Bassenthwaite Lake from the north copyright Michael Turner

Bassenthwaite Lake Restoration

Bassenthwaite Lake is home to an amazing variety of wildlife, including its world famous ospreys and vendace fish from the Ice Age. But this National Nature Reserve is under threat. Water quality is poor and polluted, seriously affecting the wildlife. We need to manage the land because what goes onto the land goes into the lake.

Take part in the Bassenthwaite Lake National Nature Reserve Consultation: open to 24 November 2023.

You can visit Dubwath Silver Meadows Nature Reserve at the north end of Bassenthwaite Lake to see a range of wildlife that has benefited from the restoration project.

The Bassenthwaite catchment is the land that feeds into the lake

Catchment refers to the area which feeds its water into Bassenthwaite. This 350 square kilometre area stretches as far as Borrowdale, Thirlmere and Troutbeck near Keswick.

Threats to Bassenthwaite

These threats are particularly acute because the lake is relatively shallow, being only 19 metres at its deepest point.


Solid particles are washed into a river or stream, where they will be carried in the water until the flow becomes slow and weak enough for it to settle – for example, when rivers flow into still waters such as Bassenthwaite Lake.

The rate of sediment accumulation on the bed of Bassenthwaite Lake has doubled over the past 100 years. Lake sediments are also disturbed and recirculated during storms, especially in the winter. This clogs up the clean gravels where the vendace spawn.

Fell erosion

This erosion dates back many thousands of years. Intensive grazing in the high fells has damaged vegetation and increased soil erosion. More than half of the land in the catchment is used for open fell grazing on steep, high slopes. There has also been a reduction in tree cover. The fine sediment eroded from the soil is washed down the slopes where it settles in waters like Bassenthwaite Lake.

Field drainage

The Lake District has many heavily modified watercourses in its valleys, and the Bassenthwaite catchment is no exception. Building embankments disconnects rivers from their natural flood plain, so that fine sediments then remain in the river channels. Straightening out meandering streams and rivers also speeds up the flow of water, meaning that sediment is carried quickly and efficiently and only settles when it reaches slower waters such as Bassenthwaite Lake.

Mine waste

Mine waste such as spoil heaps, is a source of sediment. It is a less significant factor than other forms of erosion but places such as Force Crag Mine at Coledale Beck, and Goldscope and Yewthwaite Mines in Newlands Valley do affect Bassenthwaite. Erosion makes mine waste less stable over time, and climate change could bring more intense rainfall in the future which would also increase erosion of sediment.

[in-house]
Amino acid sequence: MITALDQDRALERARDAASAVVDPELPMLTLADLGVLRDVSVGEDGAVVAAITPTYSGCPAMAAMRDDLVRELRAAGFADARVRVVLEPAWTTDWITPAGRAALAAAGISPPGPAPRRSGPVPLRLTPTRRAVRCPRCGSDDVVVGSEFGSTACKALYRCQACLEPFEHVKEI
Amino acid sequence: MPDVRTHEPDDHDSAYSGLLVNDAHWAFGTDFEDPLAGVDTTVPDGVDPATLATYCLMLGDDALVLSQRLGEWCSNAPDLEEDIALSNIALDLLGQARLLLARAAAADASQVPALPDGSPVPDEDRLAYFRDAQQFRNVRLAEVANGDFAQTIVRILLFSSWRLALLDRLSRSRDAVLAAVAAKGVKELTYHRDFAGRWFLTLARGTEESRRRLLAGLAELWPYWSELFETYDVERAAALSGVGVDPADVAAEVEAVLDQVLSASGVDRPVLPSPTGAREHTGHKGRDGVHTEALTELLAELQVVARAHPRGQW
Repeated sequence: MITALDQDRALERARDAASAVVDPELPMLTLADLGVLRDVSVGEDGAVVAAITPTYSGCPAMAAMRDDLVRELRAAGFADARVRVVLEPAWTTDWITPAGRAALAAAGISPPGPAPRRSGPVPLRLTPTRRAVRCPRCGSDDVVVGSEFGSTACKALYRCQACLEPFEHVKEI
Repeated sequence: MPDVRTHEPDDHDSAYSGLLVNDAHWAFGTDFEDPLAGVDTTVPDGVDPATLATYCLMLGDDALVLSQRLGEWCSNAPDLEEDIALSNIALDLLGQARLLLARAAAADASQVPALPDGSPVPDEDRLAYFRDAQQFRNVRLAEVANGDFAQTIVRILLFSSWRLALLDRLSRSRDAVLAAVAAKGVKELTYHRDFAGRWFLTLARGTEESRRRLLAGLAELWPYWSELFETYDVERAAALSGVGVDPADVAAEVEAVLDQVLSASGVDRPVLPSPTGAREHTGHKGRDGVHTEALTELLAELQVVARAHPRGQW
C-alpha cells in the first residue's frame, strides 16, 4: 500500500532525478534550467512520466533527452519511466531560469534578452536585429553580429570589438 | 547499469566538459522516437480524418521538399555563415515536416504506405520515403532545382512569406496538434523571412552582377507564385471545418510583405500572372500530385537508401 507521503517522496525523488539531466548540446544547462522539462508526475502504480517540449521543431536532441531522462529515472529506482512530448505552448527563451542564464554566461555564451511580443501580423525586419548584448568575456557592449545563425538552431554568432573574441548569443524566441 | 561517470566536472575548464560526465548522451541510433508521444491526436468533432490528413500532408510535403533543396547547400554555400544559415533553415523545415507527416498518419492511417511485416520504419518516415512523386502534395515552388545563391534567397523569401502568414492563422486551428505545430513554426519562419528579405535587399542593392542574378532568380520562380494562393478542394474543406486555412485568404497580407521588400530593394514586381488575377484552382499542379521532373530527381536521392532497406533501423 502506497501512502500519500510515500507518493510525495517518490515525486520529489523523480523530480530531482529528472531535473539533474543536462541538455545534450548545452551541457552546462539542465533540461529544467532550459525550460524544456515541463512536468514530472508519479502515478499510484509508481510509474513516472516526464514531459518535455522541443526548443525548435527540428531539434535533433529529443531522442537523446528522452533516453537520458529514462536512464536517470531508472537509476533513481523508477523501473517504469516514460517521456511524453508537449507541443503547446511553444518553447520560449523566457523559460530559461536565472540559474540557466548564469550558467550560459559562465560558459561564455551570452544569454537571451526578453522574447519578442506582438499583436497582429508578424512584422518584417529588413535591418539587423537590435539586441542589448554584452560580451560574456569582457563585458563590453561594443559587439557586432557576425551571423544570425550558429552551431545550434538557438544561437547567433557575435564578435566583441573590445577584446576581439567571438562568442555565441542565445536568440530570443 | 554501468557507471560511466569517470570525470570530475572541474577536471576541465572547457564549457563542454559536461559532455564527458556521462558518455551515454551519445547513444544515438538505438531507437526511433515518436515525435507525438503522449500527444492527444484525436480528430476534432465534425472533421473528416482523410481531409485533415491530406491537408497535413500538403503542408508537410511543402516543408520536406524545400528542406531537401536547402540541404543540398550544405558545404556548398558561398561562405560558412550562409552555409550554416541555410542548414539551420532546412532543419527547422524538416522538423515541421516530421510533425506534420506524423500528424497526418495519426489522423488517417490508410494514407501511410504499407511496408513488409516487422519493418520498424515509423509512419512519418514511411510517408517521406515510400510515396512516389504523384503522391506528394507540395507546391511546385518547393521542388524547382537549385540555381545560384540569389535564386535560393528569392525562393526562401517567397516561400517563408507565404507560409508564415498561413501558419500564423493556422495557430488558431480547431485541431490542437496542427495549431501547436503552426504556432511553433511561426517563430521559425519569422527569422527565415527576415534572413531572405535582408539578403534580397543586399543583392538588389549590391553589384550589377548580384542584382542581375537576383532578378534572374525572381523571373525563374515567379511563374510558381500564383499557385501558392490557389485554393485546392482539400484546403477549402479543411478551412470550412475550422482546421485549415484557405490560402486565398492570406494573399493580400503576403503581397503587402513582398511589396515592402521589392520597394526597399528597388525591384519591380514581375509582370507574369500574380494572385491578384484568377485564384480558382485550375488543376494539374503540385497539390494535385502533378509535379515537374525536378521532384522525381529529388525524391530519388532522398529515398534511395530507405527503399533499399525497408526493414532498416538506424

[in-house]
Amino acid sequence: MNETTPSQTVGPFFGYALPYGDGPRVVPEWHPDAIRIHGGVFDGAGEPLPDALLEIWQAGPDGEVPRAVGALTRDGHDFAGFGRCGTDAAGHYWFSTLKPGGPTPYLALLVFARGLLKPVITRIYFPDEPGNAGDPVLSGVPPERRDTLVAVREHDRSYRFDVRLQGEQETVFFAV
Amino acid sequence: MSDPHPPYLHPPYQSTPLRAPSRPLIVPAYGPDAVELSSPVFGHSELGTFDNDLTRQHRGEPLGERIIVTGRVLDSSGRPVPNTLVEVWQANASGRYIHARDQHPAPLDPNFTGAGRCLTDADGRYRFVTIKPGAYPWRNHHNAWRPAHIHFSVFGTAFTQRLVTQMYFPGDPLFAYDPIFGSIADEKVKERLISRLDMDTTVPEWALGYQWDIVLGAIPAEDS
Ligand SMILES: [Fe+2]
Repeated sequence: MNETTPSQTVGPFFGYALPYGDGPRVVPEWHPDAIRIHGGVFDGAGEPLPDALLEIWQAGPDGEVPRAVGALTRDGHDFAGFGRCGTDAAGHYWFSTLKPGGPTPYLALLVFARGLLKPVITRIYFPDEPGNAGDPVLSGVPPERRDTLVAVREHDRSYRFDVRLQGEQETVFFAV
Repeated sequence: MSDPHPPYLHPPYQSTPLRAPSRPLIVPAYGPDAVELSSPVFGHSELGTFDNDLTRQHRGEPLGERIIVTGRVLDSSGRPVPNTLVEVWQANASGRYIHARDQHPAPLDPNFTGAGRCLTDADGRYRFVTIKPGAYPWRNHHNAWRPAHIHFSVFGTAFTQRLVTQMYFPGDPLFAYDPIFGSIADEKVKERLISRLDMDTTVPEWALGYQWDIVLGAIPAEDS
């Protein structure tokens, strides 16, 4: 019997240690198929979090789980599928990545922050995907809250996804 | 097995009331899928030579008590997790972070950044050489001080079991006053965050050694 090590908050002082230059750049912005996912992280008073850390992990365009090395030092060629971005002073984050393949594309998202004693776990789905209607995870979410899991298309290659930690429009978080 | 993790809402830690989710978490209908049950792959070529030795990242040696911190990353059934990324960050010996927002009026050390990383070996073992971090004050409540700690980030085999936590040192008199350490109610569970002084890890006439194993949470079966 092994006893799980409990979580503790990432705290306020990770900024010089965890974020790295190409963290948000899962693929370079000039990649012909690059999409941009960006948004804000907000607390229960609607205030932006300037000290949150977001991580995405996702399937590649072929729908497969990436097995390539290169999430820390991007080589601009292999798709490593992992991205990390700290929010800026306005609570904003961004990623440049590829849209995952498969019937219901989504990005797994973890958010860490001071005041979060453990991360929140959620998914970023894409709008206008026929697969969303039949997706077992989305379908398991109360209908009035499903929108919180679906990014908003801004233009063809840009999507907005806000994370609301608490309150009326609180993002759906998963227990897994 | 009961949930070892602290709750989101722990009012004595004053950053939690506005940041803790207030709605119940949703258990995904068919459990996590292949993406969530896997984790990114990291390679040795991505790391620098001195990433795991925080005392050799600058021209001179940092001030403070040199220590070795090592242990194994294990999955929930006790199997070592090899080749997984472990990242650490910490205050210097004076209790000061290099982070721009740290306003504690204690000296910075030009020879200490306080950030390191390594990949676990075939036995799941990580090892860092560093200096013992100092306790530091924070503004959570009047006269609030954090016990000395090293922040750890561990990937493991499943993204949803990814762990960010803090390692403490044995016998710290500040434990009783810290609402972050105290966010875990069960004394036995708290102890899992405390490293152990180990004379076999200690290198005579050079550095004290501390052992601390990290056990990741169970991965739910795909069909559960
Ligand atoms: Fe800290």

Washing machines, dishwashers, increased population and visitor numbers all contribute to the enrichment on the lake by increased nutrients - such as phosphates which in turn stimulate greater than normal growth of algae.

Since 1995 the local sewage works has had a stripping plant, but the build up of chemicals in the lake bed over the years is still a problem, especially for the rare fish the vendace.


High nutrient levels combined with still conditions in the summer can result in dense growth of algae. This can collect at the lake edge. At such times, signs are placed at access points to make people aware of this possibility, and local farmers and outdoor centres are contacted to warn of the problem.

Alien species
Himalayan Balsam
Pulling himalayan balsam

This species tends to grow in damp areas. This annual is becoming a real problem on the River Derwent from Borrowdale to Bassenthwaite Lake.

An elegant, tall and very attractive plant, the balsam crowds out other native species and also scatters thousands of seeds - a single plant can spread over 6,000 seeds.

Once the seeds for the following year have been spread, the plant dies back over the winter. Having crowded out native grasses it then leaves bare soil, which makes riverbanks or lake shores very prone to erosion in winter storms.

New Zealand pigmyweed - Crassula helmsii

New Zealand pigmyweed also known as crassula helmsii

This plant is threatening the Lake District's wildlife, especially Luronium natans. It's a tough invader, which grows all year and out-competes our native plants.

It grows rampantly on damp ground, lakeshores, and in shallow and deep water. New Zealand pigmyweed is very hard to kill and just a 1 cm piece can grow to dominate a wetland.

Because New Zealand pigmyweed can be spread by footwear, fishing tackle, boat propellers and boat trailers precautions need to be taken to stop its spread.

It is essential lake users remove any plants or plant remains from equipment before leaving the lake.